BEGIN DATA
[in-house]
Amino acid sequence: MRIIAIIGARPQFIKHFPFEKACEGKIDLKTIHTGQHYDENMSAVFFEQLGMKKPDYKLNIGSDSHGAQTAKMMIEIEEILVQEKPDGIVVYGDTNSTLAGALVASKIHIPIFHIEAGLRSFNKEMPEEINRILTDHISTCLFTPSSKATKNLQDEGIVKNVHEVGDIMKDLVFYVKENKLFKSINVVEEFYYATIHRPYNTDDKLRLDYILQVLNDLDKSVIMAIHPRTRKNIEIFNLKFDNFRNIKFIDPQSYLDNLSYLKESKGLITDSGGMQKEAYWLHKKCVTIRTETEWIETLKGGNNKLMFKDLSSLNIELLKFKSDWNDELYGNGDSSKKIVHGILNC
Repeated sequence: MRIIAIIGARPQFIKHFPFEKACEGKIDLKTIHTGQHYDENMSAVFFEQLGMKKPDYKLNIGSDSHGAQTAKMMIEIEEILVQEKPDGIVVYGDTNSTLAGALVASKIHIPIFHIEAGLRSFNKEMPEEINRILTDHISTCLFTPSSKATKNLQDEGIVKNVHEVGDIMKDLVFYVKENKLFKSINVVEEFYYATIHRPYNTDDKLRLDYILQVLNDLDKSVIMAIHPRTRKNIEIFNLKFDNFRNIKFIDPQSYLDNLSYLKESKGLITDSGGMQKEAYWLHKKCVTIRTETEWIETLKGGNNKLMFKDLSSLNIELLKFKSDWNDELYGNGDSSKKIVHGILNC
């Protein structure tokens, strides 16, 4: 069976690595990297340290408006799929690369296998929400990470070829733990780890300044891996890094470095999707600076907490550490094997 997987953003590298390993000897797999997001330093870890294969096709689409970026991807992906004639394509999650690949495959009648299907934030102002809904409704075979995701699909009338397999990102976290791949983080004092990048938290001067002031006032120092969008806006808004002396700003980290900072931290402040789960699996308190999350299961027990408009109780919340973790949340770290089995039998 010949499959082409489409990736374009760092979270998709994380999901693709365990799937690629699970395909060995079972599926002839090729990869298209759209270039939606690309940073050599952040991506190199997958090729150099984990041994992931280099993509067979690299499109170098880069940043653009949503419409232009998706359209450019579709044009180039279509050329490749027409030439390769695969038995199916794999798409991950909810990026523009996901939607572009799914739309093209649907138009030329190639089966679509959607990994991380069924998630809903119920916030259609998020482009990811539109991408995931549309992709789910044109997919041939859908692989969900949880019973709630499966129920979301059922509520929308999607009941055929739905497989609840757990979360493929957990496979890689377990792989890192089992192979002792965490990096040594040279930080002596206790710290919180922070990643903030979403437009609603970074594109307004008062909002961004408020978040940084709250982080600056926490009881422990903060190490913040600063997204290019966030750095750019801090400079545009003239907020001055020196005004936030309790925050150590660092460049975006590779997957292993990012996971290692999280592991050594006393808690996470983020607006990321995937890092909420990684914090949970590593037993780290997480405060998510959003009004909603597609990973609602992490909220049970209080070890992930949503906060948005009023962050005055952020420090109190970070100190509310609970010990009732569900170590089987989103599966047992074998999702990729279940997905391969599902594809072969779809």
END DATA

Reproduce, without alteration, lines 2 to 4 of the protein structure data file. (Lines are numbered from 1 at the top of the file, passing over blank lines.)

Amino acid sequence: MRIIAIIGARPQFIKHFPFEKACEGKIDLKTIHTGQHYDENMSAVFFEQLGMKKPDYKLNIGSDSHGAQTAKMMIEIEEILVQEKPDGIVVYGDTNSTLAGALVASKIHIPIFHIEAGLRSFNKEMPEEINRILTDHISTCLFTPSSKATKNLQDEGIVKNVHEVGDIMKDLVFYVKENKLFKSINVVEEFYYATIHRPYNTDDKLRLDYILQVLNDLDKSVIMAIHPRTRKNIEIFNLKFDNFRNIKFIDPQSYLDNLSYLKESKGLITDSGGMQKEAYWLHKKCVTIRTETEWIETLKGGNNKLMFKDLSSLNIELLKFKSDWNDELYGNGDSSKKIVHGILNC
Repeated sequence: MRIIAIIGARPQFIKHFPFEKACEGKIDLKTIHTGQHYDENMSAVFFEQLGMKKPDYKLNIGSDSHGAQTAKMMIEIEEILVQEKPDGIVVYGDTNSTLAGALVASKIHIPIFHIEAGLRSFNKEMPEEINRILTDHISTCLFTPSSKATKNLQDEGIVKNVHEVGDIMKDLVFYVKENKLFKSINVVEEFYYATIHRPYNTDDKLRLDYILQVLNDLDKSVIMAIHPRTRKNIEIFNLKFDNFRNIKFIDPQSYLDNLSYLKESKGLITDSGGMQKEAYWLHKKCVTIRTETEWIETLKGGNNKLMFKDLSSLNIELLKFKSDWNDELYGNGDSSKKIVHGILNC
């Protein structure tokens, strides 16, 4: 069976690595990297340290408006799929690369296998929400990470070829733990780890300044891996890094470095999707600076907490550490094997 997987953003590298390993000897797999997001330093870890294969096709689409970026991807992906004639394509999650690949495959009648299907934030102002809904409704075979995701699909009338397999990102976290791949983080004092990048938290001067002031006032120092969008806006808004002396700003980290900072931290402040789960699996308190999350299961027990408009109780919340973790949340770290089995039998 010949499959082409489409990736374009760092979270998709994380999901693709365990799937690629699970395909060995079972599926002839090729990869298209759209270039939606690309940073050599952040991506190199997958090729150099984990041994992931280099993509067979690299499109170098880069940043653009949503419409232009998706359209450019579709044009180039279509050329490749027409030439390769695969038995199916794999798409991950909810990026523009996901939607572009799914739309093209649907138009030329190639089966679509959607990994991380069924998630809903119920916030259609998020482009990811539109991408995931549309992709789910044109997919041939859908692989969900949880019973709630499966129920979301059922509520929308999607009941055929739905497989609840757990979360493929957990496979890689377990792989890192089992192979002792965490990096040594040279930080002596206790710290919180922070990643903030979403437009609603970074594109307004008062909002961004408020978040940084709250982080600056926490009881422990903060190490913040600063997204290019966030750095750019801090400079545009003239907020001055020196005004936030309790925050150590660092460049975006590779997957292993990012996971290692999280592991050594006393808690996470983020607006990321995937890092909420990684914090949970590593037993780290997480405060998510959003009004909603597609990973609602992490909220049970209080070890992930949503906060948005009023962050005055952020420090109190970070100190509310609970010990009732569900170590089987989103599966047992074998999702990729279940997905391969599902594809072969779809």